March 2, 2009
Evangelicals and the Environment
— Martin E. Marty
This one needs an introduction: Years ago at scholarly evangelical gatherings I would be introduced as "this year's non-evangelical speaker", to which I'd respond with a reminder, "I'm the only person in this room who even belongs to a church body named 'Evangelical'." Chuckles would follow, and then we would get down to business, not reducing evangelicalism(s) to the over-noticed "Radical Christian Right".
End of introduction. This week I stumbled upon a little book which prompts a sighting of one way some evangelicals are dealing with the environmental crisis and the future. It's Lindy Scott, ed., Christians, the Care of Creation, and Global Climate Change (Pickwick), based on a conference at Illinois' Wheaton College, often called the flagship evangelical liberal arts college-one of several flagships. The only "known" contributors are Wheaton President A. Duane Litfin and super-scientist and up-front evangelical, ex-Oxonian Sir John Houghton, who spoke and wrote on "Big Science, Big God." The rest of the essays, reports, and proposals are from students and graduates of Wheaton and its kin and kind.
Wheaton-type evangelicals enjoy "born again" conversion stories, and President Litfin describes briefly how he came out of apathy to sign on with the "Care of Creation" front. He had been an original signatory to the Evangelical Climate Initiative (ECI), for which he was criticized by some college board members and evangelicals at a distance from the school and the cause. Student Ben Lowe, who made the mistake of reading the Bible and responding to some of his professors, was converted to become "An Unlikely Tree Hugger." With charming naivete he tells how he knocked on Litfin's door and began the process of getting the administration to back a conference (which drew participants from numerous evangelical colleges) and to encourage initiatives for academic and activist moves at the college toward "The Greening of Wheaton."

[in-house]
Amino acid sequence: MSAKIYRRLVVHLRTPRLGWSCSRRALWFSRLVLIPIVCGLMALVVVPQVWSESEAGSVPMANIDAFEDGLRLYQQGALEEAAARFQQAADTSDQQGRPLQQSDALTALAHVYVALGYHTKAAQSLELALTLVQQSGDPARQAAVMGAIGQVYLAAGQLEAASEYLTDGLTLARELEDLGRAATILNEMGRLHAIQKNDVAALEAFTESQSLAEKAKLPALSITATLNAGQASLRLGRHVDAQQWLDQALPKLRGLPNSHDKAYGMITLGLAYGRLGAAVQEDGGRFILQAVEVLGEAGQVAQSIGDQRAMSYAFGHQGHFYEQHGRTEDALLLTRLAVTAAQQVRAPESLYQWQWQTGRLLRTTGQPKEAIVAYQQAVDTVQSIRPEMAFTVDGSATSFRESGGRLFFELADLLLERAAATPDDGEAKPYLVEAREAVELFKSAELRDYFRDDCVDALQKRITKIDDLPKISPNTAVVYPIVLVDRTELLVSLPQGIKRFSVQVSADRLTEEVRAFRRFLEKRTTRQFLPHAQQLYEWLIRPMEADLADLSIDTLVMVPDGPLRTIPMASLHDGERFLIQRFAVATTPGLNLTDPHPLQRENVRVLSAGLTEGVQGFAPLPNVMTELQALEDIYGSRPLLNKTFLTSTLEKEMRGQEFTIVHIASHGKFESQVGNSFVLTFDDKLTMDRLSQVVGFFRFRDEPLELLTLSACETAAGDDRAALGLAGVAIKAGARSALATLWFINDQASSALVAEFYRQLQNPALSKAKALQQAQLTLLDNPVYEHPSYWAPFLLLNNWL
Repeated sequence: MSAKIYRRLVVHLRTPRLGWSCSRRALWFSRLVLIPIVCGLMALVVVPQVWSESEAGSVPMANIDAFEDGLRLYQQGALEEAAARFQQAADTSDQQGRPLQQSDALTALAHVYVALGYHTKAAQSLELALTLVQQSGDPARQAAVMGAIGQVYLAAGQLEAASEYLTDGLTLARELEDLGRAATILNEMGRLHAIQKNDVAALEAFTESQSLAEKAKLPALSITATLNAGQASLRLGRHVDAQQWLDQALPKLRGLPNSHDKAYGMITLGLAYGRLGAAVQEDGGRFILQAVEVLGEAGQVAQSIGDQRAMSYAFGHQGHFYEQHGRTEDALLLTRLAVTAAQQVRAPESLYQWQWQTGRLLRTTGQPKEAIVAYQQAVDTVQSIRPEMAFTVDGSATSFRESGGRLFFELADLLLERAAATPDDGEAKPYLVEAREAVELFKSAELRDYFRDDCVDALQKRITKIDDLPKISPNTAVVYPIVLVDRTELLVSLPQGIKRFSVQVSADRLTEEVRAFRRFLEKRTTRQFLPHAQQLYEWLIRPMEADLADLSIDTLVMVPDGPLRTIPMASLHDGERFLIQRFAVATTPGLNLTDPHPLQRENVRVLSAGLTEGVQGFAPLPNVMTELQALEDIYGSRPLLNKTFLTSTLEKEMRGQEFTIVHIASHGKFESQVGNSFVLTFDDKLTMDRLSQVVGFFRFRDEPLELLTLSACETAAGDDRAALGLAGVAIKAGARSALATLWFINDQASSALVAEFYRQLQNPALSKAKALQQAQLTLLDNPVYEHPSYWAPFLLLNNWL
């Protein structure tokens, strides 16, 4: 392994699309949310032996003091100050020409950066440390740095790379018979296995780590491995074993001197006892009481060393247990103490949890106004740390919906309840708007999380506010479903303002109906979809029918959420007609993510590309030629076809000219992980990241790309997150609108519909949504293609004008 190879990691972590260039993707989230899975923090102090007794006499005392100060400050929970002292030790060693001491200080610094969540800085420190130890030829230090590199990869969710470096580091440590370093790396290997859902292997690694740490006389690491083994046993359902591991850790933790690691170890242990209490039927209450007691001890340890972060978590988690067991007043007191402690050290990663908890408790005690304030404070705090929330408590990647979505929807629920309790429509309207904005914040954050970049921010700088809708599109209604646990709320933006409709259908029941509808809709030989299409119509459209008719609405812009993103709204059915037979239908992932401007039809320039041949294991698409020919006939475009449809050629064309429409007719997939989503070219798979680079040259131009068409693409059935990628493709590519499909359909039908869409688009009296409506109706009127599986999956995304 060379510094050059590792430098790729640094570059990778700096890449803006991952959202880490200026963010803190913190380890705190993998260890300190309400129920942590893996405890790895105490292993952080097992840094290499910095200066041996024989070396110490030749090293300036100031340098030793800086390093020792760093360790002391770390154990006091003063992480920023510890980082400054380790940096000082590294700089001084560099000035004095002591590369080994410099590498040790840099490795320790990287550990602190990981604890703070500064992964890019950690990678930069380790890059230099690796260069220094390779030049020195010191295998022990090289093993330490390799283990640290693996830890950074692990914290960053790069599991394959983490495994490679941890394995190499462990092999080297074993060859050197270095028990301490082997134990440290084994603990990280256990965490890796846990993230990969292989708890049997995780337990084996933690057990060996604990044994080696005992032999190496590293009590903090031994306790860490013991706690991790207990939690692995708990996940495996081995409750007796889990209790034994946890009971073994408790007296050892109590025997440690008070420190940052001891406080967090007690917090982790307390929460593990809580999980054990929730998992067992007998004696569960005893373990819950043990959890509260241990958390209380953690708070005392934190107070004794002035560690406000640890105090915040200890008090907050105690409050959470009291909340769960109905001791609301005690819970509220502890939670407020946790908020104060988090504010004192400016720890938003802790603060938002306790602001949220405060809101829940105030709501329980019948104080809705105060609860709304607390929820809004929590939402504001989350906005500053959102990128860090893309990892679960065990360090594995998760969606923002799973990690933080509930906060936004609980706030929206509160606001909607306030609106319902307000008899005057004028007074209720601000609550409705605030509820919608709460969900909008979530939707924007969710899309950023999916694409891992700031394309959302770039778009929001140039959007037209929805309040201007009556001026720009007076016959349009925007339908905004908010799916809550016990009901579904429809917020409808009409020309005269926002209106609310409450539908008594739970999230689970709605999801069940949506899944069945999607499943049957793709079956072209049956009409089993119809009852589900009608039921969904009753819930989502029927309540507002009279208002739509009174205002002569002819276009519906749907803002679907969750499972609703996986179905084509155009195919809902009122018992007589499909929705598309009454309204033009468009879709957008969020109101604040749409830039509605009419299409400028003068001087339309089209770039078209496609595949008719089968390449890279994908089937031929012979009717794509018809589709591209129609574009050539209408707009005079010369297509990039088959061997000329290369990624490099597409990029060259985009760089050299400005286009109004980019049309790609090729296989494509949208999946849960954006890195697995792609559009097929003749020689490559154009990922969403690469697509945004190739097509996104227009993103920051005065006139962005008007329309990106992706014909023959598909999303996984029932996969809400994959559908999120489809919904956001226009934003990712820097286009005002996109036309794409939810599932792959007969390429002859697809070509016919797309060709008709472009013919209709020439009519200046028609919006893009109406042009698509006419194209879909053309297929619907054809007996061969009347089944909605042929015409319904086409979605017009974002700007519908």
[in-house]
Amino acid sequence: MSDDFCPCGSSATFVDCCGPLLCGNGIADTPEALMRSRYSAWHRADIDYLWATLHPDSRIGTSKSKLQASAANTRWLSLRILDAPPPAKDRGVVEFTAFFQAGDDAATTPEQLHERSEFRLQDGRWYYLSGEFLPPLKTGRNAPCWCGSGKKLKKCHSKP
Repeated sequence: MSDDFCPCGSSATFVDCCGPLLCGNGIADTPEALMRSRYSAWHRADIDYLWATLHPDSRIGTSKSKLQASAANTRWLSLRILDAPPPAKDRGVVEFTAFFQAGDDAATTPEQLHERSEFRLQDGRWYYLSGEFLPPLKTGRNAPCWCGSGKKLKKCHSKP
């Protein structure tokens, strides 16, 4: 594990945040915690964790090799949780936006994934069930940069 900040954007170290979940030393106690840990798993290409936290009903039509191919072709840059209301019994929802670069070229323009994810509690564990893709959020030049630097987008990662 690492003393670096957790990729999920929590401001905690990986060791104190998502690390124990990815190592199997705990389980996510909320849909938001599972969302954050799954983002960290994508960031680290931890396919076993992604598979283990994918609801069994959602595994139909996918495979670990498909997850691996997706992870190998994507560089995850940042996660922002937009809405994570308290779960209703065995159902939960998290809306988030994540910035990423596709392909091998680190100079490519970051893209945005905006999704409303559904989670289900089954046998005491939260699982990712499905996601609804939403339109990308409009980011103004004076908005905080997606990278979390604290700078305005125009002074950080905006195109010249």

I am not a public relations agent for the school, would find any number of its positions and policies uncongenial-just as I would find many congenial-and am simply reporting on what I read. Readers who are more "non-evangelical" than I may feel ill at ease or not at home with many of the book's concerns, but I think it is important to see how Lowe faces what the index enters as "evangelicals, shying away from environmental movements, 99ff." Many shied away and pushed off such movements, and many still do. Here are some of the old deterrents, and hints at Lowe's responses:
1) "The environment isn't really in crisis." Lowe lists seven patent "degradations" of the climate, and agrees with Calvin De Witt that "the common agent...is human action."
2) "Everything's going to burn up anyway." This is the word of the "Eschatology determines ethics" apocalypticists, whom he counters effectively.
3) "Fear of paganism, nature worship and panentheism." This case is a bit blurry, and demands more careful examination than he gives it, but his report is accurate.
4) "Higher priorities: save souls, not whales." This is the oldest standard evangelical put-down; Lowe and others in the book really take that one on, and down.
I think campuses, agencies, and parishes in—ahem! again—“non-evangelical” camps can learn something of the how and why of “creation care” from works like this, be they Catholic, Protestant, Orthodox, Marginal, or Ecumenical, because this has come to be an ecumenical cause open to alliances in a pluralistic world. The “care of creation” tree huggers may have arrived late, but they come on strong.
Martin E. Marty's biography, current projects, upcoming events, publications, and contact information can be found at www.illuminos.com.